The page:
As your business expands, you need to continually check in with your leadership team to ensure that they're promoting and maintaining a cohesive cul
As your business expands, you need to continually check in with your leadership team to ensure that they’re promoting and maintaining a cohesive culture. This can be easier said than done, but it’s essential if you want your company to succeed in the long run.
Based on advice from successful entrepreneurs, here are seven ways to create an incredible company culture while you’re quickly growing and changing.
Lead by example.
Leaders are often advised to “lead by example,” and this is especially true of your company’s culture. Daniel Griggs, founder and CEO of ATX Web Designs, notes that culture starts at the top — and when leadership is in line with company values, the ethos will spread to the rest of the team.
“Culture is about the experience and overall energy of the collective group,” Griggs says. “At ATX Web Designs, we’re communicative about our company culture from the beginning and incorporate it within our team through both direct implementation and modeling.”
Keep your desired culture in mind when you’re hiring.
While skills and experience are important considerations when expanding your team, you should also think about how someone’s personality and work ethic will fit into your existing company culture, says Jennifer A. Barnes, CEO of Optima Office.
“You need to hire people who already fit within your culture,” she says. “I look for someone who is quick-witted and intelligent. It’s also important to find someone you like — someone you know would work well with you.”
Break down your culture into actionable behaviors.
Some companies simply treat their “culture” as an abstract mission statement. Abeer Raza, co-founder of TekRevol, argues that culture goes beyond a plaque on the wall and must be embodied through actions.
“Your company culture is the collective practices and beliefs of your people, and those need to be broken down into actionable components to make a substantive impact,” Raza explains. “Break down your culture into values, values into attributes and attributes into rituals that reflect your ideal work environment, and let your people thrive in it.”
Make time to get to know each of your employees.
Founders with just a few employees tend to work very closely with each of their team members and, therefore, get to know them well. To maintain your culture as you grow, Stephanie Wells, founder of Formidable Forms, says you must continue to make that time to learn about each new employee.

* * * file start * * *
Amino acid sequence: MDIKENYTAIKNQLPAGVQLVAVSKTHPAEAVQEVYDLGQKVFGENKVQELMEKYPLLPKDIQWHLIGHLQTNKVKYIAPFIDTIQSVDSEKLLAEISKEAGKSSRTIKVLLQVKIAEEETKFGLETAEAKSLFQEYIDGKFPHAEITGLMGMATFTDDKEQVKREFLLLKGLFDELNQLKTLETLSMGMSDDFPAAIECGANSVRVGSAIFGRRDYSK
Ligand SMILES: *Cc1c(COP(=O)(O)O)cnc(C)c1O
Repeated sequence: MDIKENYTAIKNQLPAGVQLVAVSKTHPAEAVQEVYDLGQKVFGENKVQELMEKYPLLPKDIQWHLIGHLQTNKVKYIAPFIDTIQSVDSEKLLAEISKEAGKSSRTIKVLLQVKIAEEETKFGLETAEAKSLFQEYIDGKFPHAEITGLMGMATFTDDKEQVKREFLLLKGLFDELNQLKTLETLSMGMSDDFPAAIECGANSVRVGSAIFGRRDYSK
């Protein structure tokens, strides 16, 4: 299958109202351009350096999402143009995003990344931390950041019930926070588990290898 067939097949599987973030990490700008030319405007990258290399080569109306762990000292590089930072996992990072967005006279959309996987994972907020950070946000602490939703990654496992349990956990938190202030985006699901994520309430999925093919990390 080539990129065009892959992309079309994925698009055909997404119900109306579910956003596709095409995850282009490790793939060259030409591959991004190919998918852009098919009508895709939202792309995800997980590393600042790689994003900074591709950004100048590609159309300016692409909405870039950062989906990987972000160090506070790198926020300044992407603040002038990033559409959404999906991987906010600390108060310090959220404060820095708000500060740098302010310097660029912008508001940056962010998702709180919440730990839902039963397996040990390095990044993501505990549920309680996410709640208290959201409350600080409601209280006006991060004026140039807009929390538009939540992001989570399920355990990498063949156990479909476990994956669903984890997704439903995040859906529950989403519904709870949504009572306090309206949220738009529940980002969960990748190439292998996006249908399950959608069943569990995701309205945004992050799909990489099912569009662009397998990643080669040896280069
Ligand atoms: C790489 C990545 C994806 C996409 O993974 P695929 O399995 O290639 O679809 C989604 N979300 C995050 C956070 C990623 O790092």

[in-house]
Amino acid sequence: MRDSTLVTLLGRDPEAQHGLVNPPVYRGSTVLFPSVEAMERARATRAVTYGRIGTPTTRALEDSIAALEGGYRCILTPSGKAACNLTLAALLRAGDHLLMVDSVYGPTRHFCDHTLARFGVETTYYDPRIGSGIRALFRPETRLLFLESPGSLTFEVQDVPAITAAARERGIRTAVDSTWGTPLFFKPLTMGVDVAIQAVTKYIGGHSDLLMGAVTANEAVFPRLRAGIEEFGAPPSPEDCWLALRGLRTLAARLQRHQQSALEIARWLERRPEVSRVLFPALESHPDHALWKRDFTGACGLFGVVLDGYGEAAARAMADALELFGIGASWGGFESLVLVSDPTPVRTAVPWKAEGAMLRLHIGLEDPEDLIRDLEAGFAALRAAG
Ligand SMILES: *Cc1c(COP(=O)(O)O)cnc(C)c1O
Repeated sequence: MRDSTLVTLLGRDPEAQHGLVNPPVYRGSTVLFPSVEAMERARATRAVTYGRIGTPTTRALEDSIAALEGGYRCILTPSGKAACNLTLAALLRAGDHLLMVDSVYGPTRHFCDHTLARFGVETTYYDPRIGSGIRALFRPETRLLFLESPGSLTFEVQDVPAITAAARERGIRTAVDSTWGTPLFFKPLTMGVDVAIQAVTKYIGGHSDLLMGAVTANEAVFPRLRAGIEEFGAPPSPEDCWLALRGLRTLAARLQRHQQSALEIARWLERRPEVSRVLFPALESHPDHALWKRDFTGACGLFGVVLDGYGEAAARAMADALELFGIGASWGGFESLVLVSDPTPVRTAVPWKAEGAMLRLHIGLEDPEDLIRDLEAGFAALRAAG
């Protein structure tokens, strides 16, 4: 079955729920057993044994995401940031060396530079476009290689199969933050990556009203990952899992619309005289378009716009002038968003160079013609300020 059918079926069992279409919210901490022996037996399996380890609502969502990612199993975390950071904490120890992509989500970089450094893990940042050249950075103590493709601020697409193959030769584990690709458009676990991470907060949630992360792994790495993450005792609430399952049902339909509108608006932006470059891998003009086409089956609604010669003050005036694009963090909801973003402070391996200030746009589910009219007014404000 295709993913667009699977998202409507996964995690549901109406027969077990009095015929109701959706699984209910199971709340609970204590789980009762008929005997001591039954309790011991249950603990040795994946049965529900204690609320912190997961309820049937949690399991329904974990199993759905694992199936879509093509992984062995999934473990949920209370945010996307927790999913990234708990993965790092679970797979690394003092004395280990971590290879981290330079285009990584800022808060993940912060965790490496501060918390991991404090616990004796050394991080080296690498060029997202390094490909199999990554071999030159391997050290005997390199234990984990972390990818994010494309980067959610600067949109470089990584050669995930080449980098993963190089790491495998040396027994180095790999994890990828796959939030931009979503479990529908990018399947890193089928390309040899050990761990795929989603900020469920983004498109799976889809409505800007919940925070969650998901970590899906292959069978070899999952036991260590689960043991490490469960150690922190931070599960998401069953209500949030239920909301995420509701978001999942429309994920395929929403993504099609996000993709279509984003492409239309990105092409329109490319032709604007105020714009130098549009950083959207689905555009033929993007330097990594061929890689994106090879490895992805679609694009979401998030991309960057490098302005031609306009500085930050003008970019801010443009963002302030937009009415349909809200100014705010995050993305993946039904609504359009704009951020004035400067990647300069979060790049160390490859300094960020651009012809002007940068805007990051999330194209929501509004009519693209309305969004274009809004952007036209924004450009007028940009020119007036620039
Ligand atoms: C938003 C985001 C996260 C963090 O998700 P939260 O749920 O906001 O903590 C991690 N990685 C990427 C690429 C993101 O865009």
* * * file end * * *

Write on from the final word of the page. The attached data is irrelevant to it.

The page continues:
“Even though your time is limited, squeeze in a few minutes each day to socialize with your team and learn about their lives,” Wells adds.
Encourage interpersonal communication.
The best way to keep a cohesive culture is by ensuring that everyone has the same values and vision for the company, says Syed Balkhi, co-founder of WPBeginner — and part of that is encouraging employees to get to know each other on a personal level. Balkhi has designated spaces in his company chat program for non-work conversations that help people learn more about each other.
“We include multiple channels on Slack, including ‘Family,’ so employees can get to know each other and weave a culture that is built on trust, fun and hard work,” Balkhi says.
Recognize employee wins (even the small ones).
Cooper Harris, founder and CEO of Klickly, says that an important part of creating a cohesive culture is making your employees feel needed.
“It’s so easy to focus solely on upcoming business KPIs instead of acknowledging past achievements,” she says. “Recognizing the wins of every single employee is crucial.”
For example, Harris says Klickly recently implemented MVP nominations to reward outstanding employees, which has become a monthly celebration of individual contributions.
Focus on your mission above all else.
According to Colton Gardner, founder and COO of Neighbor, most people think “culture” simply means activities, jokes, policies, etc. However, the only thing that creates lasting cohesion at a rapidly growing startup is a mission that supersedes the team itself, he says.
“The mission must be so great and personally meaningful that it borders on intimidating,” says Gardner. “A team will build their entire lives around such a mission.”
The opinions expressed here by Inc.com columnists are their own, not those of Inc.com.
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